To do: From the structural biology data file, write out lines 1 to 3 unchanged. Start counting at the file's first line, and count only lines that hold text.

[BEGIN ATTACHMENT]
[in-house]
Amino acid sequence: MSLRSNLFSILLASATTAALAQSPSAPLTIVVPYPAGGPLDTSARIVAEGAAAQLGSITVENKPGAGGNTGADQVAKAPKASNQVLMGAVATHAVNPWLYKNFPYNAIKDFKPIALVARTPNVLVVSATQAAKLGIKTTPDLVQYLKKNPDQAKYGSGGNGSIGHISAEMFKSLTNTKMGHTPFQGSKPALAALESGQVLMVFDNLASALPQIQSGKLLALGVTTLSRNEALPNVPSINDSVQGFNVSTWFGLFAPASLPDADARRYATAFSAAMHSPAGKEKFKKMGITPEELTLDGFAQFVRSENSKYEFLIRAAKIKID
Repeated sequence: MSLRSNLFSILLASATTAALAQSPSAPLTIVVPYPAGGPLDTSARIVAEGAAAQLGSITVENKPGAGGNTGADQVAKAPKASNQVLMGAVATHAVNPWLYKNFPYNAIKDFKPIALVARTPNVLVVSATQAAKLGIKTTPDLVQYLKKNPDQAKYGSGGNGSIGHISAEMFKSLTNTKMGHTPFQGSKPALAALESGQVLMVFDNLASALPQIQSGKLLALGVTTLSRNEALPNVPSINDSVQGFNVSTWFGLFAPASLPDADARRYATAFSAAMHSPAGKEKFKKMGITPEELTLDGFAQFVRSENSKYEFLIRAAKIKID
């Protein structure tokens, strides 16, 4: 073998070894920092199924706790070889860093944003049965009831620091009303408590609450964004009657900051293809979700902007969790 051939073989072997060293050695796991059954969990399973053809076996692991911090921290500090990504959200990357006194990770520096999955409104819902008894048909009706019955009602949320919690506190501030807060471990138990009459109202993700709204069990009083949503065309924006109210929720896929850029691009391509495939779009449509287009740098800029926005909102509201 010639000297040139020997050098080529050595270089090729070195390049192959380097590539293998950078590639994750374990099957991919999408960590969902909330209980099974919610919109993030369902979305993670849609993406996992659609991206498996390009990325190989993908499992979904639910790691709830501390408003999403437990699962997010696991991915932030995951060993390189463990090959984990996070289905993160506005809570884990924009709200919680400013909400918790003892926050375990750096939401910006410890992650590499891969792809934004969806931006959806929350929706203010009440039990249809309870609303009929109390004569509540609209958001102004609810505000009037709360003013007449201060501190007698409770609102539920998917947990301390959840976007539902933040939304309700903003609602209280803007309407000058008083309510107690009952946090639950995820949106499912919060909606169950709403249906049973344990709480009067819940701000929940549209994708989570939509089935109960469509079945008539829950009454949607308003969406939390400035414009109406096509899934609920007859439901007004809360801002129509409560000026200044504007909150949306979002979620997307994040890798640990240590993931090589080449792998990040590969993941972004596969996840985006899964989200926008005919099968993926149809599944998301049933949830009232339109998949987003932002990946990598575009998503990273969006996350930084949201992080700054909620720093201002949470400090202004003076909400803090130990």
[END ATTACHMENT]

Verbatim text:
[in-house]
Amino acid sequence: MSLRSNLFSILLASATTAALAQSPSAPLTIVVPYPAGGPLDTSARIVAEGAAAQLGSITVENKPGAGGNTGADQVAKAPKASNQVLMGAVATHAVNPWLYKNFPYNAIKDFKPIALVARTPNVLVVSATQAAKLGIKTTPDLVQYLKKNPDQAKYGSGGNGSIGHISAEMFKSLTNTKMGHTPFQGSKPALAALESGQVLMVFDNLASALPQIQSGKLLALGVTTLSRNEALPNVPSINDSVQGFNVSTWFGLFAPASLPDADARRYATAFSAAMHSPAGKEKFKKMGITPEELTLDGFAQFVRSENSKYEFLIRAAKIKID
Repeated sequence: MSLRSNLFSILLASATTAALAQSPSAPLTIVVPYPAGGPLDTSARIVAEGAAAQLGSITVENKPGAGGNTGADQVAKAPKASNQVLMGAVATHAVNPWLYKNFPYNAIKDFKPIALVARTPNVLVVSATQAAKLGIKTTPDLVQYLKKNPDQAKYGSGGNGSIGHISAEMFKSLTNTKMGHTPFQGSKPALAALESGQVLMVFDNLASALPQIQSGKLLALGVTTLSRNEALPNVPSINDSVQGFNVSTWFGLFAPASLPDADARRYATAFSAAMHSPAGKEKFKKMGITPEELTLDGFAQFVRSENSKYEFLIRAAKIKID